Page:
Catching the last post on Plymouth Hoe
As a kid I loved jumping in November leaves. As I grew up I loved sweeping them up. Mechanical leafblowers are one of the horrors of modern living. You no longer fill yourself with those spores, that early thrill of leaf mould. Instead diesel fumes choke the air, and men who might otherwise be gardeners wear headphones to smother the mechanical din.
A leafblower was working the gardens of Plymouth Hoe in front of my window this morning. I blocked it out, and managed to write on. Then with the brief staccato of a snare drum a new sound was invading.
I didn’t mind this one though. Plymouth Hoe turns with the seasons. Last Sunday the promenade was filled with workers erecting a funfair. It kicked into life on Monday evening, lights spinning music blaring girls screaming, and then sank into silence at 10pm. By the morning all signs of it were gone. This was part of Bonfire Night … our British version of Independence Day and a fiesta, celebrating the fact that our Parliament buildings were not torched all those centuries ago. The skies above Plymouth were ablaze with fireworks shooting out of the military citadel compound, twenty glorious minutes of explosive dazzle from 8pm. Thousands crammed Hoe gardens, which I am more used to sharing with dogwalkers and a few skateboarders. Then they strolled back down the hill to their homes and to bed.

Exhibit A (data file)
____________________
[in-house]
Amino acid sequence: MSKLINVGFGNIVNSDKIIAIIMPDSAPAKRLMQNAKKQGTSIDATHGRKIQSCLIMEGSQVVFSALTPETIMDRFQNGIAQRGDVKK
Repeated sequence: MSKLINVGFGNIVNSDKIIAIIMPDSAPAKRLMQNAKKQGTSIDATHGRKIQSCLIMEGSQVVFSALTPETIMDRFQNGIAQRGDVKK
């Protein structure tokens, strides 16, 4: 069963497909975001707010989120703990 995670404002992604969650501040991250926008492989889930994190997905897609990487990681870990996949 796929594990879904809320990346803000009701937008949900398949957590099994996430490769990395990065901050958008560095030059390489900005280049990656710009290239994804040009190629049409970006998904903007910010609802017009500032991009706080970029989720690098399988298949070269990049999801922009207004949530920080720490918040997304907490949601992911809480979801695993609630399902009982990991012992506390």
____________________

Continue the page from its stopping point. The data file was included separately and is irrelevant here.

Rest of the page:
The snare drum marked the beginning of a rehearsal for next Sunday. November 11th, the 11th hoursof the 11th day of the 11th month, will see troops stationed around the war memorial as they were today. This marks the signing of the armistice in the First World War. These marines and sailors are remembering those who died in service. The memorial here in Plymouth is tended by the war graves commission, because of course many of those who died at sea know no other grave. An old lady was arranging flowers beneath the inscribed name of a dead sailor as the rehearsal took place around her.
As a trumpet blew out the last post, I ended a section of my new novel. I wrote on, and paused a while later to stand in the old fashioned way for the national anthem, my window now open to receive the fullness of sound. As I later laid my pen down for the day, the band struck up a bouncy medley and marched themselves back to their citadel.
I don’t care for leafblowers, but it is pleasing when writing fits into the seasons of other people’s lives.